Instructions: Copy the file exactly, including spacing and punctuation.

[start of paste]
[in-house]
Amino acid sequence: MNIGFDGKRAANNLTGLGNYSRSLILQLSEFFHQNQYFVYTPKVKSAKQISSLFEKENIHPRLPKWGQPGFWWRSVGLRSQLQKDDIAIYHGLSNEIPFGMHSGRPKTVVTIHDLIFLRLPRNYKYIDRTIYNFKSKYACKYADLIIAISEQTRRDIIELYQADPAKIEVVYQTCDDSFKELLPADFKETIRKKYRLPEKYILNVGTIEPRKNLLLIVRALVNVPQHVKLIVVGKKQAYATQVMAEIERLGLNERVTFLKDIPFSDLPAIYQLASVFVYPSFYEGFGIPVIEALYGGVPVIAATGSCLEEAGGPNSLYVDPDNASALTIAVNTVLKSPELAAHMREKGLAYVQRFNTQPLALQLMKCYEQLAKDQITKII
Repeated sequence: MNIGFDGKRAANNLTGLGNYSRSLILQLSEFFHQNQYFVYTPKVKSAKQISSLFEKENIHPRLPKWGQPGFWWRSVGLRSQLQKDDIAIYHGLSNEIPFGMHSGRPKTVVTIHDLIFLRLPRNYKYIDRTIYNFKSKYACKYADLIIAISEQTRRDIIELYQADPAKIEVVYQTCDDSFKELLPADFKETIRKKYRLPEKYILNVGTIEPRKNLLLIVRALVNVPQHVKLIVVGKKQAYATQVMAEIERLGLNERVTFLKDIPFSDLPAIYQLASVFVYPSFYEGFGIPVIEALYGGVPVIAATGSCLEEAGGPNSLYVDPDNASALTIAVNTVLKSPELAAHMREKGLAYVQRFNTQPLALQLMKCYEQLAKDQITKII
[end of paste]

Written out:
[in-house]
Amino acid sequence: MNIGFDGKRAANNLTGLGNYSRSLILQLSEFFHQNQYFVYTPKVKSAKQISSLFEKENIHPRLPKWGQPGFWWRSVGLRSQLQKDDIAIYHGLSNEIPFGMHSGRPKTVVTIHDLIFLRLPRNYKYIDRTIYNFKSKYACKYADLIIAISEQTRRDIIELYQADPAKIEVVYQTCDDSFKELLPADFKETIRKKYRLPEKYILNVGTIEPRKNLLLIVRALVNVPQHVKLIVVGKKQAYATQVMAEIERLGLNERVTFLKDIPFSDLPAIYQLASVFVYPSFYEGFGIPVIEALYGGVPVIAATGSCLEEAGGPNSLYVDPDNASALTIAVNTVLKSPELAAHMREKGLAYVQRFNTQPLALQLMKCYEQLAKDQITKII
Repeated sequence: MNIGFDGKRAANNLTGLGNYSRSLILQLSEFFHQNQYFVYTPKVKSAKQISSLFEKENIHPRLPKWGQPGFWWRSVGLRSQLQKDDIAIYHGLSNEIPFGMHSGRPKTVVTIHDLIFLRLPRNYKYIDRTIYNFKSKYACKYADLIIAISEQTRRDIIELYQADPAKIEVVYQTCDDSFKELLPADFKETIRKKYRLPEKYILNVGTIEPRKNLLLIVRALVNVPQHVKLIVVGKKQAYATQVMAEIERLGLNERVTFLKDIPFSDLPAIYQLASVFVYPSFYEGFGIPVIEALYGGVPVIAATGSCLEEAGGPNSLYVDPDNASALTIAVNTVLKSPELAAHMREKGLAYVQRFNTQPLALQLMKCYEQLAKDQITKII